Byline: Kaylea Berry/Reporter
DUSTIN, Oklahoma – Muscogee (Creek) Nation Lighthorse officers, Attorney General, and Tukvpvtce Representative Thomasene Yahola-Osborn met with members of the Dustin community on Aug. 5 at the Dustin Indian Community Center. They went to hear the community’s legal and law enforcement concerns and provide answers. The need for the meeting between Lighthorse and the Dustin community arose when questions were raised during the previous community meeting, and no one could answer them.
Lighthorse Chief of Police Richard Phillips updated the community members on what Lighthorse is currently doing and the department’s plans. He also explained the difficulties that they are facing due to staff shortages.
“Right now, we’re getting a special operations team together… our drone program off the ground,” Chief Phillips said. The department is looking at getting roughly six drones to aid in looking for missing people or fleeing suspects.
“We’re looking at rebuilding the K-9 department to get more out on the road and to have one on each shift,” Chief Phillips said. Lighthorse now has a swift water rescue team and a dive team with hopes of getting cold water certified.
A new office location is being set up in Wetumka, and they are waiting for the internet and computers to start using it. This will be a new location where officers can go to fill out paperwork. The goal is to have officers in the area as the department grows.
The department’s most significant difficulty is building the force with new officers, radios for those officers, obtaining vehicles, keeping vehicles on the road, and competitive pay. These are issues across the country, and the Muscogee (Creek) Nation is no different.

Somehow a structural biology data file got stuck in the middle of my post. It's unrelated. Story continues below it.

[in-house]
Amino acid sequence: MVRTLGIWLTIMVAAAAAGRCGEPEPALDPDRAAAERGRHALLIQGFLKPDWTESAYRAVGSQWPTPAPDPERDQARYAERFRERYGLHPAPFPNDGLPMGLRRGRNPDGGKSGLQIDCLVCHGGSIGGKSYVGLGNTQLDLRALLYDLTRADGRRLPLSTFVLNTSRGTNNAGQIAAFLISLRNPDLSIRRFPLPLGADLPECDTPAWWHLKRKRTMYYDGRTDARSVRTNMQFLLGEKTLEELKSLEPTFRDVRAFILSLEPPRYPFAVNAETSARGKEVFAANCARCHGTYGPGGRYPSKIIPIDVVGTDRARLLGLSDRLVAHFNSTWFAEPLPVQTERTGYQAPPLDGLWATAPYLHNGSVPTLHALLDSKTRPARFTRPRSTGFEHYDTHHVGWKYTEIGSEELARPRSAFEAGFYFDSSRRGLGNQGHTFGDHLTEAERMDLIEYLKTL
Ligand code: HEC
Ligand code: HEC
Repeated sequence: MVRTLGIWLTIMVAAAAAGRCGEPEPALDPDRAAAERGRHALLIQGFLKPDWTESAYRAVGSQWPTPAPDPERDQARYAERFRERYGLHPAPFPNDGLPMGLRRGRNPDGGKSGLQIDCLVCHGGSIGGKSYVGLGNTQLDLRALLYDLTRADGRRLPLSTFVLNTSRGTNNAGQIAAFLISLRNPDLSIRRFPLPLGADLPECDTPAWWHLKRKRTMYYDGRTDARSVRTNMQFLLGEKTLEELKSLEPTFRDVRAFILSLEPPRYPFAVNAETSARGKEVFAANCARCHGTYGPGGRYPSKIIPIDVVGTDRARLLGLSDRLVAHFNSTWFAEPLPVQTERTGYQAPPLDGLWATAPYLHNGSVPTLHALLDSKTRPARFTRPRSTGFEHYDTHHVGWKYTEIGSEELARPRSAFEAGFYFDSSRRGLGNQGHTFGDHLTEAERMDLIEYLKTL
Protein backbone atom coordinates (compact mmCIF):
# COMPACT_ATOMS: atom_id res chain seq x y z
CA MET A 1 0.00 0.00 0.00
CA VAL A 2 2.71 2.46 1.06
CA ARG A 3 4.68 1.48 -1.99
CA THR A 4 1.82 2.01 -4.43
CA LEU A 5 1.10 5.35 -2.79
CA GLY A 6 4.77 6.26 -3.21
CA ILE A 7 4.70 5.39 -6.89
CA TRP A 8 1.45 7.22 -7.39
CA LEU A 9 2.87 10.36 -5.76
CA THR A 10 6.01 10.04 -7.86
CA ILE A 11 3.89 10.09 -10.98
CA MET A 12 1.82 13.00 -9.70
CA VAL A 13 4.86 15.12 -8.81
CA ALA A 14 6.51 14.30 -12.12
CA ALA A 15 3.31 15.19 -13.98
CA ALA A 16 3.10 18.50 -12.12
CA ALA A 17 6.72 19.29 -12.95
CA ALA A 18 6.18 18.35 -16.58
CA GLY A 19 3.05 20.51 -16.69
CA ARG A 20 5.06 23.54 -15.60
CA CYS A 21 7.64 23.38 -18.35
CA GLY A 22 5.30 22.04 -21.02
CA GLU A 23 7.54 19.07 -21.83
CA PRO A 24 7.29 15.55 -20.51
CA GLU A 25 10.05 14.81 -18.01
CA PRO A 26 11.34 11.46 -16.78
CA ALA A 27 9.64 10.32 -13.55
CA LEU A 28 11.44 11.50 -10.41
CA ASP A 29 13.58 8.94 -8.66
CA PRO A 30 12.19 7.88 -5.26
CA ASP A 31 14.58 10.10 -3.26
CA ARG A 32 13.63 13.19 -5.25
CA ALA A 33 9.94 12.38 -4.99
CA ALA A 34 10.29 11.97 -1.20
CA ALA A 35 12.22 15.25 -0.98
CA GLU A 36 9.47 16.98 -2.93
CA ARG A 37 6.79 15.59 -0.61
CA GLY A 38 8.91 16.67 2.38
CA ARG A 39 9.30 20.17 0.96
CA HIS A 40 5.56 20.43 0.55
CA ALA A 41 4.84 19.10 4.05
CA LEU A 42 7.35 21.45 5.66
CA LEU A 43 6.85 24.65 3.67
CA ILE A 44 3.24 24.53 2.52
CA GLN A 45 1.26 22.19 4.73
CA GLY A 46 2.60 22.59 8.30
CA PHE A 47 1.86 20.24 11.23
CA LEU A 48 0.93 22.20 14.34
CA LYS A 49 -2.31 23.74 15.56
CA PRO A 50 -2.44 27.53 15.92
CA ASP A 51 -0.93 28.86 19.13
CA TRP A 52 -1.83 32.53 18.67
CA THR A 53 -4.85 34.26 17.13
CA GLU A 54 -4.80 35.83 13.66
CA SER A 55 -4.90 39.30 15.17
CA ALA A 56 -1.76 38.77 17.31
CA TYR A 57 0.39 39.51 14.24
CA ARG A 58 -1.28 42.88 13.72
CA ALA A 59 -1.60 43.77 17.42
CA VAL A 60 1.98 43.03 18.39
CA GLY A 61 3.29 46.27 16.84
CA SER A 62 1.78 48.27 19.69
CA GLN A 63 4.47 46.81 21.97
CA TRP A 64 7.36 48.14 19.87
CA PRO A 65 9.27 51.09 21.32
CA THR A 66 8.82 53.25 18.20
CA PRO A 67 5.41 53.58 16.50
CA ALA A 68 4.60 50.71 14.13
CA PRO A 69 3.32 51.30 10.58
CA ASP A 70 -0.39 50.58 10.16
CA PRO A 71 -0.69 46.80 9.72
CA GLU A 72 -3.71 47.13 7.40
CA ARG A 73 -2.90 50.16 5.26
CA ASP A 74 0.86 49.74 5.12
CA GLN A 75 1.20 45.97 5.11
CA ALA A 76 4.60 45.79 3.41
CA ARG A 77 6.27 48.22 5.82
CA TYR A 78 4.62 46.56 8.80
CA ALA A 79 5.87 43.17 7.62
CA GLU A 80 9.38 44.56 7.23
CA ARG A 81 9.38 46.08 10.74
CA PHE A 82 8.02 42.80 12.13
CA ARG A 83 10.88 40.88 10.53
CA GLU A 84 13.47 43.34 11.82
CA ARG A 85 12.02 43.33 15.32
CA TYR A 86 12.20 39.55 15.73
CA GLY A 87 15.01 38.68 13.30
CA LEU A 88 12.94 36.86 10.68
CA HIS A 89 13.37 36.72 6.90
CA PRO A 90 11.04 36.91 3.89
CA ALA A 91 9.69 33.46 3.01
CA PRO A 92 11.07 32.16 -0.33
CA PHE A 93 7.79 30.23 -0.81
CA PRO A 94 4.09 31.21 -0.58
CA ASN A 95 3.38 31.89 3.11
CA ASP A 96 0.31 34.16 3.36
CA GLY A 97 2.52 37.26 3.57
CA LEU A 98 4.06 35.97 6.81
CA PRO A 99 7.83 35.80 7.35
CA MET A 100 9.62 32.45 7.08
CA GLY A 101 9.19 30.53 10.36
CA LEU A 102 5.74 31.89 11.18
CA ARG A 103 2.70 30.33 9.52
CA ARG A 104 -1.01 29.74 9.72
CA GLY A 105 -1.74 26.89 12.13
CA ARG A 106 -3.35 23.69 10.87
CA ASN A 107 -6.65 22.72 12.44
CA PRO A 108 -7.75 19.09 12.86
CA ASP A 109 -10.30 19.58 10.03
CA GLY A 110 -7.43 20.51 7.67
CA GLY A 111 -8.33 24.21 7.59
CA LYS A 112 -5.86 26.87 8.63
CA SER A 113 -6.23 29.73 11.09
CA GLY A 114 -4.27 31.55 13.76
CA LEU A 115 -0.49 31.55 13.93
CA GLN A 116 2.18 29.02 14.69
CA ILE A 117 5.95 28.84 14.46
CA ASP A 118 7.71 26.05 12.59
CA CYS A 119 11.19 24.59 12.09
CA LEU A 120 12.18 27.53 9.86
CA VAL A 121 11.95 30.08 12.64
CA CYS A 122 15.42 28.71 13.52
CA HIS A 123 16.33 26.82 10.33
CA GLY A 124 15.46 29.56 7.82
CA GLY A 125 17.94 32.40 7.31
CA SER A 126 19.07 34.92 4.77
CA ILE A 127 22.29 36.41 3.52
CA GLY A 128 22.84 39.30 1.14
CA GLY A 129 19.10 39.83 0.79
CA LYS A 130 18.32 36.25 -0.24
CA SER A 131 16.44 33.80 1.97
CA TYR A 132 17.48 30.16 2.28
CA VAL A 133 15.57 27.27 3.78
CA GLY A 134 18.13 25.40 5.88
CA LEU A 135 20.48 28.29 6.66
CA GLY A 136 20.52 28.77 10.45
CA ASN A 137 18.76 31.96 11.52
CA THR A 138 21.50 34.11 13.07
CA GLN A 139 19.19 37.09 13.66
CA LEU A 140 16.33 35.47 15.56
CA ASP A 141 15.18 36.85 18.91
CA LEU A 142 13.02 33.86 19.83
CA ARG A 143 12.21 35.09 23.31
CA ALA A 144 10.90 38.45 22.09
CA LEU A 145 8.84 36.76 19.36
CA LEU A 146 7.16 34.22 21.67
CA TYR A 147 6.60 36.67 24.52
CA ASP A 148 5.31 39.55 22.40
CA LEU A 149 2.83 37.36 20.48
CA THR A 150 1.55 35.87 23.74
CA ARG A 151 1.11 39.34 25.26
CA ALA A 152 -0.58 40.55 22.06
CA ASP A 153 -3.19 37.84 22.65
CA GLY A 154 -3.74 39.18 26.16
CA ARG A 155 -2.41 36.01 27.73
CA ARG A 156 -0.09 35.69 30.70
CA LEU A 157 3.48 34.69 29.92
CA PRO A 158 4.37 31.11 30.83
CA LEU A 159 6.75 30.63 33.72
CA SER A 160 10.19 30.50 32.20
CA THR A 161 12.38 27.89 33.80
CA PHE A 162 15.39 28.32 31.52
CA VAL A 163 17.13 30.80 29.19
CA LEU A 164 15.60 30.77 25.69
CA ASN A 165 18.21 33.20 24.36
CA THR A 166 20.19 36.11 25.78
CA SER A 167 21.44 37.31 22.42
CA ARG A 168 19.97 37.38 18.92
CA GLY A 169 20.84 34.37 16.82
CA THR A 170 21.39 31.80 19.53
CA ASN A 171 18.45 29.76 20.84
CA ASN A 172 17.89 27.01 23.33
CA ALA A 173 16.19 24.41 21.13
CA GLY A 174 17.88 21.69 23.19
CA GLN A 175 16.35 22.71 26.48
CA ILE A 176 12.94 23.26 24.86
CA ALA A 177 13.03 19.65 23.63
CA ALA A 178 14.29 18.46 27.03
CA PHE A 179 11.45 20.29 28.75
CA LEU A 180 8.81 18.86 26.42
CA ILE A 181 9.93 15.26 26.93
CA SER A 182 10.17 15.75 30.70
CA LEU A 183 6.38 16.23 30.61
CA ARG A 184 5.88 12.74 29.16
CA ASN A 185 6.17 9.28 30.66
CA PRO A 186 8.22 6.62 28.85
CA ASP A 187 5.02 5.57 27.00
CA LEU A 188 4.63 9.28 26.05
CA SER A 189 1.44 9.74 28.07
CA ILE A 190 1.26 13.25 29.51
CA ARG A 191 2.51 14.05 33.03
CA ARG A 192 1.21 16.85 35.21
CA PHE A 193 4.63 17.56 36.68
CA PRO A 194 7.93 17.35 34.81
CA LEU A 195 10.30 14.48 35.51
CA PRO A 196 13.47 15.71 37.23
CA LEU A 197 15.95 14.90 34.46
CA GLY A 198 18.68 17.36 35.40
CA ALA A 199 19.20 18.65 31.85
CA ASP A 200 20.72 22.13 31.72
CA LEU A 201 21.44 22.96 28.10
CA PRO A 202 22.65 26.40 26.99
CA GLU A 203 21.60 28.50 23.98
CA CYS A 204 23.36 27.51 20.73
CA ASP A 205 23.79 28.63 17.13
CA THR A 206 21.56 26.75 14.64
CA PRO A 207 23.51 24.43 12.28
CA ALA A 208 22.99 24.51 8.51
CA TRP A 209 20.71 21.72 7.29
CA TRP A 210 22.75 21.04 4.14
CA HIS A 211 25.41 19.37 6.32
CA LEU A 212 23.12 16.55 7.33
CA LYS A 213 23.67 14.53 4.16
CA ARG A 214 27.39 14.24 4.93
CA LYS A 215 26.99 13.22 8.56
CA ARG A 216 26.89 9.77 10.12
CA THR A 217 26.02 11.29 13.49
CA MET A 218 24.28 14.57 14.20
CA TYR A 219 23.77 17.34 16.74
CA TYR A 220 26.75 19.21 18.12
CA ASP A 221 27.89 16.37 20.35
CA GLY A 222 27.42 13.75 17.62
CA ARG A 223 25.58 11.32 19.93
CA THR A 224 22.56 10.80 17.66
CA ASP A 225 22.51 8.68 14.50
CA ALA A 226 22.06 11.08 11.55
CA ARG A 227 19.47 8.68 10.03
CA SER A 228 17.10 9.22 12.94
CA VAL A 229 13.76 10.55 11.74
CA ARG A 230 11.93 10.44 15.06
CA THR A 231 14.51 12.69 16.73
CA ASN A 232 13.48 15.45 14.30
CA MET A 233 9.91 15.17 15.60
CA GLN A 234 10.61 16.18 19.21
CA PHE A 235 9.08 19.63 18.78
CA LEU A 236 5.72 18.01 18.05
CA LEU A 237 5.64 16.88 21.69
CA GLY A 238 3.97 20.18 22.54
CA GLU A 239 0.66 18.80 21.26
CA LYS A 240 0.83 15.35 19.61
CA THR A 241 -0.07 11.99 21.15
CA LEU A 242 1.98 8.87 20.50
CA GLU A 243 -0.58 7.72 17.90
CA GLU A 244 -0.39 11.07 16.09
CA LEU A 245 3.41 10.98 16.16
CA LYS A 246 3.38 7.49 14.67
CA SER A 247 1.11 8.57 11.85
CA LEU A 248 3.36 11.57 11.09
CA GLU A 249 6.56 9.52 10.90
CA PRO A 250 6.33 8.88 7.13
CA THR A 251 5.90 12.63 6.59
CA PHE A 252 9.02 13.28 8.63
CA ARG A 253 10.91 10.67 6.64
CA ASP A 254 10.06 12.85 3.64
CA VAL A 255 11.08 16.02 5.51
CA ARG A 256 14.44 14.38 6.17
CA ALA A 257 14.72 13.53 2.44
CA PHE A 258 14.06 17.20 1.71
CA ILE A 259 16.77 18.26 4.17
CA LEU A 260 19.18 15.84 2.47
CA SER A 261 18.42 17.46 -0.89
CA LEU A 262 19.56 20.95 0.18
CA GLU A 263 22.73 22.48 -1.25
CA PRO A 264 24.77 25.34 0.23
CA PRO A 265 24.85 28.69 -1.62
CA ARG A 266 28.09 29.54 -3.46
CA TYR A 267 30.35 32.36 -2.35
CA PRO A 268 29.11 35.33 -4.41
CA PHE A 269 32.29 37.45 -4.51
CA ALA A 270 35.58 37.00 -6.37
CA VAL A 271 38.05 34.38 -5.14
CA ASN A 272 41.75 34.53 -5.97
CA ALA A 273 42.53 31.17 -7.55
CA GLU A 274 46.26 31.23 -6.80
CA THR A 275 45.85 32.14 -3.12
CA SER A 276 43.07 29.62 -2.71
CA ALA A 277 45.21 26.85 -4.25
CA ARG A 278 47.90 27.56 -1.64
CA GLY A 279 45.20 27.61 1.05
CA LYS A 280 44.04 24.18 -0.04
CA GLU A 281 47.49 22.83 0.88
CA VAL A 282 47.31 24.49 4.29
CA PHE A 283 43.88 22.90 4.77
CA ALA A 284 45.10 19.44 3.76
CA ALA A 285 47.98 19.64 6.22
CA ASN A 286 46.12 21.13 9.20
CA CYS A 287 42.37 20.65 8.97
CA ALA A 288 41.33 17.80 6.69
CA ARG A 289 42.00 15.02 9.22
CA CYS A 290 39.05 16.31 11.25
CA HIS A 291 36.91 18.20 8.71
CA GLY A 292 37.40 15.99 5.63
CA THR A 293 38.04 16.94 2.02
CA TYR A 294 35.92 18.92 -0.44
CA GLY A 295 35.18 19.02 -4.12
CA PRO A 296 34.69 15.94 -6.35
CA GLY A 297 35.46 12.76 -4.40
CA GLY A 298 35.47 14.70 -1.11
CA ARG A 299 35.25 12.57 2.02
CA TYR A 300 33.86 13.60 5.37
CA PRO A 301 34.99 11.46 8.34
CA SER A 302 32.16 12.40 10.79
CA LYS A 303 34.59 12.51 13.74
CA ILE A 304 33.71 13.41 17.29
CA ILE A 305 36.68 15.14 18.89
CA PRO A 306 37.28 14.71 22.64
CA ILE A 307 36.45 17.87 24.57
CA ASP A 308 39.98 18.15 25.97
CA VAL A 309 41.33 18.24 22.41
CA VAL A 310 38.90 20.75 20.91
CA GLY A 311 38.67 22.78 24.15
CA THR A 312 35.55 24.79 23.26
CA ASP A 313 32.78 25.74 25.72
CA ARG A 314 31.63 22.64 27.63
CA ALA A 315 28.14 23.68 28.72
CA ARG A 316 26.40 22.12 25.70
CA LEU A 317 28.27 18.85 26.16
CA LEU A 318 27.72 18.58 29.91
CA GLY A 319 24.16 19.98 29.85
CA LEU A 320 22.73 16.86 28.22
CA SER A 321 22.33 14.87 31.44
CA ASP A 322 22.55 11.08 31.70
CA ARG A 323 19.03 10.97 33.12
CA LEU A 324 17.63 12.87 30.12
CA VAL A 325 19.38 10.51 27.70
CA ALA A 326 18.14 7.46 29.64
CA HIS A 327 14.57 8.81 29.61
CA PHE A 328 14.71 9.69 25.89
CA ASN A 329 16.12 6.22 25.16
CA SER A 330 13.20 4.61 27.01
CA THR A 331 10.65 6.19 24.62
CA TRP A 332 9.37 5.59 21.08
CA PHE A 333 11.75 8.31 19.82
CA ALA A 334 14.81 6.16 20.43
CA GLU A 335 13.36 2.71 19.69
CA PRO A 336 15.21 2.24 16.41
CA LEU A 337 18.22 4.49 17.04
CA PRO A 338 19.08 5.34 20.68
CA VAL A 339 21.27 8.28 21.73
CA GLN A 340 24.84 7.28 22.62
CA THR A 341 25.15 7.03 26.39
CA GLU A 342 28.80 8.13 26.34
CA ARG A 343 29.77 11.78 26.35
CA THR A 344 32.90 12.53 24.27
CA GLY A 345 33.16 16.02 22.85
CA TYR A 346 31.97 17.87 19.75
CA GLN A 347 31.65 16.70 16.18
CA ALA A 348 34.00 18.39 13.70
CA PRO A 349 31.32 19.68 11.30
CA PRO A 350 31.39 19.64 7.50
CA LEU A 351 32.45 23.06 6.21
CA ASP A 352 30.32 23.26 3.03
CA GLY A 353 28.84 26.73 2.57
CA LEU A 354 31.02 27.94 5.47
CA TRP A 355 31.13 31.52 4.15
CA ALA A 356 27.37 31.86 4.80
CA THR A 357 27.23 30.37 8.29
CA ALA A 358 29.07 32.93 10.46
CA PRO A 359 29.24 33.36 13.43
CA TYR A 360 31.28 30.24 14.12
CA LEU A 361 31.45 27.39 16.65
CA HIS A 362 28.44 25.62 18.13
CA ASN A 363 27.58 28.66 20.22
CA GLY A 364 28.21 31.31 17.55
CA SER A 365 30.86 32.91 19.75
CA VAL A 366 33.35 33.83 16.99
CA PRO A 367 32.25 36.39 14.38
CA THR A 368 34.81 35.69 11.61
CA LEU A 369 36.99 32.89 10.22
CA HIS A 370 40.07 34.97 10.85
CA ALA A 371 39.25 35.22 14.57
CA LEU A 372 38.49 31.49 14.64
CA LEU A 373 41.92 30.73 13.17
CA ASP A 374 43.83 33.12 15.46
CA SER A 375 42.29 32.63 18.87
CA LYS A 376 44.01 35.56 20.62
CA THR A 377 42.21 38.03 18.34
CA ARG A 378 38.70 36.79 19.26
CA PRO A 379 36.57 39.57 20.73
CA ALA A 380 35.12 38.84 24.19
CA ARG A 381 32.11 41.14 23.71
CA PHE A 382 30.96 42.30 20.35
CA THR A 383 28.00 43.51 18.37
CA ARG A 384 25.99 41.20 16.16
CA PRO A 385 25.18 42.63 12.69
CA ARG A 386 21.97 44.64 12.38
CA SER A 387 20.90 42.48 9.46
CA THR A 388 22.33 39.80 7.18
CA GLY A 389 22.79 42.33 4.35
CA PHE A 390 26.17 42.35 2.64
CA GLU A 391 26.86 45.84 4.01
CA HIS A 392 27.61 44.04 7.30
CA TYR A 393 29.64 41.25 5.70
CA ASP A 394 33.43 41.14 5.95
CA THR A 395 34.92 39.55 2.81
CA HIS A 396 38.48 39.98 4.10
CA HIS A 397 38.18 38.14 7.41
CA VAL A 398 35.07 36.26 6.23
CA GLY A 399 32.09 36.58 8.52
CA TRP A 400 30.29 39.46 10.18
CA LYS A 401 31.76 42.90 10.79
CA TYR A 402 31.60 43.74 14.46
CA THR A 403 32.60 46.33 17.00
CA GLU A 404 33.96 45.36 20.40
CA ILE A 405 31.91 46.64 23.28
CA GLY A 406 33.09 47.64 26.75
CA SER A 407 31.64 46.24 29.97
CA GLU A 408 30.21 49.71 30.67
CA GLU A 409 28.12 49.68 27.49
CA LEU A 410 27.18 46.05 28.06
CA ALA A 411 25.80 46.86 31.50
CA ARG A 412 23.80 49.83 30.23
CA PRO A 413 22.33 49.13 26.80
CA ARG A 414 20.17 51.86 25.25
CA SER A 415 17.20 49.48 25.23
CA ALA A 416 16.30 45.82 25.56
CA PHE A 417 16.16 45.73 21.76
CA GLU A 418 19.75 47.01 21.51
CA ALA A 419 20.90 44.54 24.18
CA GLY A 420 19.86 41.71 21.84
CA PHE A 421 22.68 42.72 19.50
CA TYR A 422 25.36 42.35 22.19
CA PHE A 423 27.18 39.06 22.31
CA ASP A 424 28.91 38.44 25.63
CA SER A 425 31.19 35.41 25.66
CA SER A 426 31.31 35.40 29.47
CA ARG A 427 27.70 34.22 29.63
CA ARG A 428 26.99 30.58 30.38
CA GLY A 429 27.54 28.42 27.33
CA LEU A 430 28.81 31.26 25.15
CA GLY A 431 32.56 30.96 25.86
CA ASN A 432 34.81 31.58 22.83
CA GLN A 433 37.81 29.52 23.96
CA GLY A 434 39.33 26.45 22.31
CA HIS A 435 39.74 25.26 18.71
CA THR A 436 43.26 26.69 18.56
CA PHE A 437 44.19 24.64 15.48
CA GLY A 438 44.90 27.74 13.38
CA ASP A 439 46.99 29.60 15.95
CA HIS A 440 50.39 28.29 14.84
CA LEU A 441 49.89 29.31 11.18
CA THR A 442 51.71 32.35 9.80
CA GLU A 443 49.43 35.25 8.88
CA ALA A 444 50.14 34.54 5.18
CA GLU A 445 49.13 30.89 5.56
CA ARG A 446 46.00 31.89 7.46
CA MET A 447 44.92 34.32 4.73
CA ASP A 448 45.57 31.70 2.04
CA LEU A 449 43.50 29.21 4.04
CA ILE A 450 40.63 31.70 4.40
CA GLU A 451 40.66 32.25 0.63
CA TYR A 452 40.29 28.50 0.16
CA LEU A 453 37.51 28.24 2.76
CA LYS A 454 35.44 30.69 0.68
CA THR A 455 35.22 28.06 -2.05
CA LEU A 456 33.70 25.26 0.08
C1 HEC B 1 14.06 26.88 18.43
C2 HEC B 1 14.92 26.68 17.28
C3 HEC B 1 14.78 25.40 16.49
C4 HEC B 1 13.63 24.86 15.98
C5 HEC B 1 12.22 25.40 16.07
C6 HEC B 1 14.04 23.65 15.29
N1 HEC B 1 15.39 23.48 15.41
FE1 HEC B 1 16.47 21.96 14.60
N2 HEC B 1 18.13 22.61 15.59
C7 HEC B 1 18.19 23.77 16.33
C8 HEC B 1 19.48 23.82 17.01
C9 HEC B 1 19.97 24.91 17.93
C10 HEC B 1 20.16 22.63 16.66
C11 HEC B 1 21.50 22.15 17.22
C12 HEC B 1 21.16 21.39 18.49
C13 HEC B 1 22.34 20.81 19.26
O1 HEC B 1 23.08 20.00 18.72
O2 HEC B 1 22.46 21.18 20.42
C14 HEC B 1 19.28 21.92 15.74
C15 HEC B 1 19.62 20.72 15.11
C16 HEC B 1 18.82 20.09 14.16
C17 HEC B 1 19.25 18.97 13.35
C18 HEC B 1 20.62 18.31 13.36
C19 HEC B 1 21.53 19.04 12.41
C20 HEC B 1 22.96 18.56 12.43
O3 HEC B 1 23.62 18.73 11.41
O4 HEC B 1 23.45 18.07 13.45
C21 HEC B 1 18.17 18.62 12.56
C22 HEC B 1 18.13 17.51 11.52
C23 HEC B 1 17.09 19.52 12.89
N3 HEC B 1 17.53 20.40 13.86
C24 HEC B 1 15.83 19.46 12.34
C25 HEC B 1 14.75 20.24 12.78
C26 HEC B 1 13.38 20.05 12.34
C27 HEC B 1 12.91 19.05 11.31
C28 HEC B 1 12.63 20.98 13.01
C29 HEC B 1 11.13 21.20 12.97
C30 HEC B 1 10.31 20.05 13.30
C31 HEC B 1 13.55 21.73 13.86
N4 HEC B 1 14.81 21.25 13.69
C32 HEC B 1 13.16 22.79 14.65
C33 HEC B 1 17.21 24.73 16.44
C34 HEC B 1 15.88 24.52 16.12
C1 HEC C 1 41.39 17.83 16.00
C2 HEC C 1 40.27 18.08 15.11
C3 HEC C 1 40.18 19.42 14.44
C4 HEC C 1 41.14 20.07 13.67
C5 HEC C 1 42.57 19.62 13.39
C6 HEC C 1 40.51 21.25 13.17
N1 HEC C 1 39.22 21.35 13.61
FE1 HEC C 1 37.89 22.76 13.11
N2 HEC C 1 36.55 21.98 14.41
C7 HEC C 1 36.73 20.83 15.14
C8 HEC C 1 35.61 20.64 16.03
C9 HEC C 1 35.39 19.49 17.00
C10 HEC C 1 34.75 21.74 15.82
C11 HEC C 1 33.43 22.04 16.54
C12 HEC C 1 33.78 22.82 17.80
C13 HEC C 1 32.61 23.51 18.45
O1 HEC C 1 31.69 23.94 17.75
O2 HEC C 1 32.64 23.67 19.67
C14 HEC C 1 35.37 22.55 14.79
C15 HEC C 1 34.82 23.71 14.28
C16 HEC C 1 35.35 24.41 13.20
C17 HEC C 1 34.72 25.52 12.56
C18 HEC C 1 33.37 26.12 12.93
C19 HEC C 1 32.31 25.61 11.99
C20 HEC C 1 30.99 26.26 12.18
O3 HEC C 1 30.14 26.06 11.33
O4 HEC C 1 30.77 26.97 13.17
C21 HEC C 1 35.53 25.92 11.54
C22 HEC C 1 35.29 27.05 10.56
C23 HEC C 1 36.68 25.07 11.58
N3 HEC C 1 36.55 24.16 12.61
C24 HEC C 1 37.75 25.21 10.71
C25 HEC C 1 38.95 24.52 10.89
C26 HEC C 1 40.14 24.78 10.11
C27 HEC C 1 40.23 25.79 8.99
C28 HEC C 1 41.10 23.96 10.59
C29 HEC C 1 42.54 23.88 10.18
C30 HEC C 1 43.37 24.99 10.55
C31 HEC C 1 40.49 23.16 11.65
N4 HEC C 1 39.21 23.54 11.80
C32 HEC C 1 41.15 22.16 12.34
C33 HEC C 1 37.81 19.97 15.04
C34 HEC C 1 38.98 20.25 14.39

“We do our best … we’re hiring, but we’ve got to vet those people,” Captain LJ Bear said. “They’ve got to be trustworthy and show a level of maturity to be able to do the job on their own.”
The department is getting people to fill the vacancies. However, some of them do not have any law enforcement experience.
Getting an officer certified and prepared to patrol alone can take a few months to over a year. New hires go to the Indian Police Academy in New Mexico for a 14-week training to get certified and then start field training with a seasoned officer. Field training is complete when the new officer has shown they are capable of patrolling on their own.
The area Lighthorse patrols are divided into two districts, North and South. The North District includes Creek, Tulsa, Wagoner, Rogers and Mayes counties. The South District covers Hughes, McIntosh, Okfuskee, Tukvpvtce, Okmulgee and part of Seminole counties. The North and South districts share Muskogee County. Typically there are seven officers per shift, three shifts a day, and three to four officers for each district.
Chief Phillips said Lighthorse and other cross-deputized agencies work well together and help each other out. Checotah, Eufaula, Holdenville, McIntosh County, Wetumka, and Weleetka are some of the cross-deputized agencies. However, Dustin is located within Hughes County, which is no longer cross-deputized because Hughes County Sheriff Marcia Maxwell no longer honors the agreement.
Muscogee (Creek) Nation Attorney General, Geri Wisner, brought attention to the struggles that the Muscogee Nation is currently fighting.
The most common questions from the attendees were related to who to call in an emergency. The biggest frustrations are that one agency says it is not their jurisdiction and the response times for an officer to show up.